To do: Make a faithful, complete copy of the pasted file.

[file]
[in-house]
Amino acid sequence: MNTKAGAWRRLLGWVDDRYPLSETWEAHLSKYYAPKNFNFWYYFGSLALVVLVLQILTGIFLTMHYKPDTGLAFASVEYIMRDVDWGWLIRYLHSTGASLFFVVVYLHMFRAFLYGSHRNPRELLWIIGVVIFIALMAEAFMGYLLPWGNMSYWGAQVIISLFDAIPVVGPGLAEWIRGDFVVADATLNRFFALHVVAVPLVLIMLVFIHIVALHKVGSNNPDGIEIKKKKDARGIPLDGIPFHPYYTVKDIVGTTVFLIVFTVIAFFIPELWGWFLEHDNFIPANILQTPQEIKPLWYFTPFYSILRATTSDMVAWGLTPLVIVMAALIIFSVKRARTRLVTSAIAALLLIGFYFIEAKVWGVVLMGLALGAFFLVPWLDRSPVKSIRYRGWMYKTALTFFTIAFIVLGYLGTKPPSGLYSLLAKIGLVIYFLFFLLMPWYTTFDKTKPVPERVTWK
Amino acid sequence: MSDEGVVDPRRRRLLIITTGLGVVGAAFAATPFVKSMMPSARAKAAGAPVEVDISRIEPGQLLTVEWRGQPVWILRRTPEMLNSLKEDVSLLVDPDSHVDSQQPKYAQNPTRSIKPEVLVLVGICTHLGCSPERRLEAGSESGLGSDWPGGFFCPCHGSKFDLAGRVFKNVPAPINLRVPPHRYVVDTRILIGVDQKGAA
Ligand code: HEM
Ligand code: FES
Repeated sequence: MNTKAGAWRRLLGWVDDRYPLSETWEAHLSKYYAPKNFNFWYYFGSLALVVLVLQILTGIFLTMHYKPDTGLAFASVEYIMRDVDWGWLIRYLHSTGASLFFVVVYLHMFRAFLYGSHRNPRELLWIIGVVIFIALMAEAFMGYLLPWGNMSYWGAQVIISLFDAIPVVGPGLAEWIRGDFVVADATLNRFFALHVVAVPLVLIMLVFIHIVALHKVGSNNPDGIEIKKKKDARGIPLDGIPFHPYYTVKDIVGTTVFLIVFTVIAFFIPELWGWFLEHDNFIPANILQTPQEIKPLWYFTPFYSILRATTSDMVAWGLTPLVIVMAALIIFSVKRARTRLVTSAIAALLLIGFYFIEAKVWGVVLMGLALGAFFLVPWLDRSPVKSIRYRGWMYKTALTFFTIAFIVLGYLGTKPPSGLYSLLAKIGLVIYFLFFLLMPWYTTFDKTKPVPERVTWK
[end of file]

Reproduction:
[in-house]
Amino acid sequence: MNTKAGAWRRLLGWVDDRYPLSETWEAHLSKYYAPKNFNFWYYFGSLALVVLVLQILTGIFLTMHYKPDTGLAFASVEYIMRDVDWGWLIRYLHSTGASLFFVVVYLHMFRAFLYGSHRNPRELLWIIGVVIFIALMAEAFMGYLLPWGNMSYWGAQVIISLFDAIPVVGPGLAEWIRGDFVVADATLNRFFALHVVAVPLVLIMLVFIHIVALHKVGSNNPDGIEIKKKKDARGIPLDGIPFHPYYTVKDIVGTTVFLIVFTVIAFFIPELWGWFLEHDNFIPANILQTPQEIKPLWYFTPFYSILRATTSDMVAWGLTPLVIVMAALIIFSVKRARTRLVTSAIAALLLIGFYFIEAKVWGVVLMGLALGAFFLVPWLDRSPVKSIRYRGWMYKTALTFFTIAFIVLGYLGTKPPSGLYSLLAKIGLVIYFLFFLLMPWYTTFDKTKPVPERVTWK
Amino acid sequence: MSDEGVVDPRRRRLLIITTGLGVVGAAFAATPFVKSMMPSARAKAAGAPVEVDISRIEPGQLLTVEWRGQPVWILRRTPEMLNSLKEDVSLLVDPDSHVDSQQPKYAQNPTRSIKPEVLVLVGICTHLGCSPERRLEAGSESGLGSDWPGGFFCPCHGSKFDLAGRVFKNVPAPINLRVPPHRYVVDTRILIGVDQKGAA
Ligand code: HEM
Ligand code: FES
Repeated sequence: MNTKAGAWRRLLGWVDDRYPLSETWEAHLSKYYAPKNFNFWYYFGSLALVVLVLQILTGIFLTMHYKPDTGLAFASVEYIMRDVDWGWLIRYLHSTGASLFFVVVYLHMFRAFLYGSHRNPRELLWIIGVVIFIALMAEAFMGYLLPWGNMSYWGAQVIISLFDAIPVVGPGLAEWIRGDFVVADATLNRFFALHVVAVPLVLIMLVFIHIVALHKVGSNNPDGIEIKKKKDARGIPLDGIPFHPYYTVKDIVGTTVFLIVFTVIAFFIPELWGWFLEHDNFIPANILQTPQEIKPLWYFTPFYSILRATTSDMVAWGLTPLVIVMAALIIFSVKRARTRLVTSAIAALLLIGFYFIEAKVWGVVLMGLALGAFFLVPWLDRSPVKSIRYRGWMYKTALTFFTIAFIVLGYLGTKPPSGLYSLLAKIGLVIYFLFFLLMPWYTTFDKTKPVPERVTWK